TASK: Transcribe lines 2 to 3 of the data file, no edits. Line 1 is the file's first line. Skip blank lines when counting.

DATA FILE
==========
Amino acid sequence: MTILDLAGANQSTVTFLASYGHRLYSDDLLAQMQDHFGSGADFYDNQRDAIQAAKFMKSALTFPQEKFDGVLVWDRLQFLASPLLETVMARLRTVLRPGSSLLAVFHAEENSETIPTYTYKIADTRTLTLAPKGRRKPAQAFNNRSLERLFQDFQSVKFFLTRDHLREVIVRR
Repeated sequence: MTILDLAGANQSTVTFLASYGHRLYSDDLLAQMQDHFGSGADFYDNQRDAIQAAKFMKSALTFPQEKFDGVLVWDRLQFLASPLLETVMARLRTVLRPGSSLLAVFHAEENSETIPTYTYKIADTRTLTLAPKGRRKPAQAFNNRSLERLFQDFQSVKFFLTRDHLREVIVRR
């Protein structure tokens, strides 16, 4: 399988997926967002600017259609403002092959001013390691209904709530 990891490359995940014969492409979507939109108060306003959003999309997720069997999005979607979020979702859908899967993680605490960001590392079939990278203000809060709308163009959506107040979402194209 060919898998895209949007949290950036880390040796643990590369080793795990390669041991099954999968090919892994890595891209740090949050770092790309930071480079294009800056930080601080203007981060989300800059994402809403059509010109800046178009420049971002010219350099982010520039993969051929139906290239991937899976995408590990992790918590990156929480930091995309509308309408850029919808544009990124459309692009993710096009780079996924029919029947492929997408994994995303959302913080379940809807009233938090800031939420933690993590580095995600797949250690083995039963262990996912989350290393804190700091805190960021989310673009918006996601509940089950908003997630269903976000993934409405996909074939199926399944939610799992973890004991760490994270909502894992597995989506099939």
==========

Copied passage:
Repeated sequence: MTILDLAGANQSTVTFLASYGHRLYSDDLLAQMQDHFGSGADFYDNQRDAIQAAKFMKSALTFPQEKFDGVLVWDRLQFLASPLLETVMARLRTVLRPGSSLLAVFHAEENSETIPTYTYKIADTRTLTLAPKGRRKPAQAFNNRSLERLFQDFQSVKFFLTRDHLREVIVRR
């Protein structure tokens, strides 16, 4: 399988997926967002600017259609403002092959001013390691209904709530 990891490359995940014969492409979507939109108060306003959003999309997720069997999005979607979020979702859908899967993680605490960001590392079939990278203000809060709308163009959506107040979402194209 060919898998895209949007949290950036880390040796643990590369080793795990390669041991099954999968090919892994890595891209740090949050770092790309930071480079294009800056930080601080203007981060989300800059994402809403059509010109800046178009420049971002010219350099982010520039993969051929139906290239991937899976995408590990992790918590990156929480930091995309509308309408850029919808544009990124459309692009993710096009780079996924029919029947492929997408994994995303959302913080379940809807009233938090800031939420933690993590580095995600797949250690083995039963262990996912989350290393804190700091805190960021989310673009918006996601509940089950908003997630269903976000993934409405996909074939199926399944939610799992973890004991760490994270909502894992597995989506099939």